Vitamin B-9, also known as folate(Folic Acid), is a water-soluble essential B vitamin .
The name folate comes from the Latin word folium meaning ‘leaf’ since it is found in many leafy plants. The best dietary sources of folate are green leafy vegetables, citrus fruit juices, and legumes .
Folates occur in many chemical forms. They are naturally found in food and the body in the form of metabolically active tetrahydrofolate derivatives methyltetrahydrofolate .
In contrast, folic acid, the synthetic form of Vitamin B-9, has no physiological activity unless converted into folates. This primarily occurs in the liver, where folic acid is converted to tetrahydrofolate using the enzyme dihydrofolate reductase .
5-methyltetrahydrofolate , the main circulating form of folate, has many essential roles in the body including nucleic acid and amino acid biosynthesis, amino acid conversions, DNA/RNA replication and methylation, as well as functioning as a cofactor in certain biological reactions .
Folate(Folic Acid) plays a critical role in cell growth during the embryonic phase of fetal development .
Low folate levels in pregnant women are linked to fetal abnormalities, such as neural tube defects (i.e., spina bifida and anencephaly).
Many clinical studies show that when women take folic acid before conception, the risk of neural tube defects is significantly reduced (up to 50-60%).
Other studies have found that when taken with a multivitamin supplement, folic acid can minimize the risk of congenital heart defects, cleft lips, and other abnormalities during the preconception period
Folic acid supplementation can also lengthen mean gestational age (period of pregnancy), increase birth weight, and lower the rate of preterm labor in pregnant women
Folic acid is needed for the proper development of the human body. It is involved in producing the genetic material called DNA and in numerous other bodily functions.
- Serious kidney disease. About 85% of people with serious kidney disease have high levels of homocysteine. High levels of homocysteine have been linked to heart disease and stroke. Taking folic acid lowers homocysteine levels in people with serious kidney disease. However, folic acid supplementation does not appear to reduce the risk of heart disease-related events.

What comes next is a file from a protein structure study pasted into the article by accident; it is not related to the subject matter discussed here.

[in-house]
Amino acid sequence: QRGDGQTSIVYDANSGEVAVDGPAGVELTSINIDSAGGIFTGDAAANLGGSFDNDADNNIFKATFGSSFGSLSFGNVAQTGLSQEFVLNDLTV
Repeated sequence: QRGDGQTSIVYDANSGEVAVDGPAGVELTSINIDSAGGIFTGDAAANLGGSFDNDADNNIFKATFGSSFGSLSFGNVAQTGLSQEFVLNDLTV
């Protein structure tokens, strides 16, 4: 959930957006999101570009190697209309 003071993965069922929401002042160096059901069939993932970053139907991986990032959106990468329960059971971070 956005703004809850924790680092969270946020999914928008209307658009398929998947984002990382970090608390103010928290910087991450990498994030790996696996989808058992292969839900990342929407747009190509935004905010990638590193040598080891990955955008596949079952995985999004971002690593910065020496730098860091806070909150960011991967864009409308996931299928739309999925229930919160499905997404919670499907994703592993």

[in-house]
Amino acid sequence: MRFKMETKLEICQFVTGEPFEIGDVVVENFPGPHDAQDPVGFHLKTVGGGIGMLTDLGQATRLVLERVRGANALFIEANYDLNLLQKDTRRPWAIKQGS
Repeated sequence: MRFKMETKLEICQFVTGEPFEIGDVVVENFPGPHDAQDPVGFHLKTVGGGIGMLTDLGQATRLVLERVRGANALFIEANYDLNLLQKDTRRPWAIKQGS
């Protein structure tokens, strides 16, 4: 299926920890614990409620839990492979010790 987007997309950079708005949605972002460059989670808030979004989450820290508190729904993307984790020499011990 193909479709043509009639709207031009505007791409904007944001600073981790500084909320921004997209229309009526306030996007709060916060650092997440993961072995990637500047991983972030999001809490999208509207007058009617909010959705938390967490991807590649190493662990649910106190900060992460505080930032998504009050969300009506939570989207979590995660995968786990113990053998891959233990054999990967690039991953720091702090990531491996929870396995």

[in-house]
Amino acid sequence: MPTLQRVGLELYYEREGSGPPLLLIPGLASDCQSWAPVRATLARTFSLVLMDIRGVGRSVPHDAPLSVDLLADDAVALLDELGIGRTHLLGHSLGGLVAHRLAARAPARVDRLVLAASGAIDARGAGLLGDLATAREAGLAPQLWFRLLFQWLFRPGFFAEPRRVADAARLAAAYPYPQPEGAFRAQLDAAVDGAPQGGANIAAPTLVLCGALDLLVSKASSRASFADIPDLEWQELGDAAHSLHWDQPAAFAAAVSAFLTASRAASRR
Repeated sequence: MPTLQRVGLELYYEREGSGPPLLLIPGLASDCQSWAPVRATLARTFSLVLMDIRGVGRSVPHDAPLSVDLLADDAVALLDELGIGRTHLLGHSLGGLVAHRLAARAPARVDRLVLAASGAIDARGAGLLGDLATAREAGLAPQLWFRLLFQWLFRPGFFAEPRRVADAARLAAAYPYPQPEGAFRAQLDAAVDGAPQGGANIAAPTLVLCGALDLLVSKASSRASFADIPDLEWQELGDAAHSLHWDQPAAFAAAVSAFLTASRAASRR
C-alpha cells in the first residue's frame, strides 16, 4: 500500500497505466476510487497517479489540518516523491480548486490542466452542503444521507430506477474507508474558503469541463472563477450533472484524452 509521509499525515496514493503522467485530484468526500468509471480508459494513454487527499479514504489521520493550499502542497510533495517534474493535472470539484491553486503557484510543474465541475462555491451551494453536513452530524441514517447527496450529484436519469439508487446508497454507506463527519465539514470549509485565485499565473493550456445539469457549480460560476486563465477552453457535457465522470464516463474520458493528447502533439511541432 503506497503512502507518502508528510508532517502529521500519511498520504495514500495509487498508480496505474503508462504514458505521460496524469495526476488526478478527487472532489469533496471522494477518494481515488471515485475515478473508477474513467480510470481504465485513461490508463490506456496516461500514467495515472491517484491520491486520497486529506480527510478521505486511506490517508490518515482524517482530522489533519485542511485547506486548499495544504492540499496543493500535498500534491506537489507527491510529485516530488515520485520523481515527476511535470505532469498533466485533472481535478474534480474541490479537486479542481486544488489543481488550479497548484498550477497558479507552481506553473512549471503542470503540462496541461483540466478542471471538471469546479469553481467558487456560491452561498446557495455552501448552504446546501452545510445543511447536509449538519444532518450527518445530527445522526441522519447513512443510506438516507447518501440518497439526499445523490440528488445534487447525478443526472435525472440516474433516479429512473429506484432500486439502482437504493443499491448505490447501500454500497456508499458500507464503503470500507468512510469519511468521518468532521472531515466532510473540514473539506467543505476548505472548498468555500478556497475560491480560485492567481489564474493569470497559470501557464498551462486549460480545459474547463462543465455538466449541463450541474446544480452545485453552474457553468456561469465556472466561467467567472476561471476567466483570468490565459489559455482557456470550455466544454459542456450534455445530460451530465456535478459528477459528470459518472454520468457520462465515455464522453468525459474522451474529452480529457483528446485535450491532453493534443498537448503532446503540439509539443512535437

- High amounts of homocysteine in the blood (hyperhomocysteinemia). High levels of homocysteine have been linked to heart disease and stroke. Taking folic acid lowers homocysteine levels by 20% to 30% in people with normal to slightly elevated homocysteine levels. It is recommended that people with homocysteine levels greater than 11 micromoles/L supplement with folic acid and vitamin B-12.
- Reducing harmful effects of a medicine called methotrexate. Taking folic acid seems to reduce nausea and vomiting, which are possible side effects of methotrexate treatment.
- Birth defects (neural tube defects). Folic acid during pregnancy reduces the risk of neural tube birth defects. It is recommended that pregnant women get 600-800 mcg of folic acid per day from their diet or supplements starting 1 month before pregnancy and during pregnancy. Pregnant women with a history of neural tube birth defects are advised to get 4000 mcg of folic acid per day.
Folic acid and folate are water-soluble forms of vitamin B-9 that is naturally found in many of the foods we eat. Folate occurs naturally in food while folic acid is the man-made form of this important vitamin. Common dietary sources of folate include
- green leafy vegetables,
- fruits and fruit juices,
- dairy products,
- beef kidney, and
- beef liver.
Additionally, folic acid is added to many food products (fortified) and is available as a dietary supplement.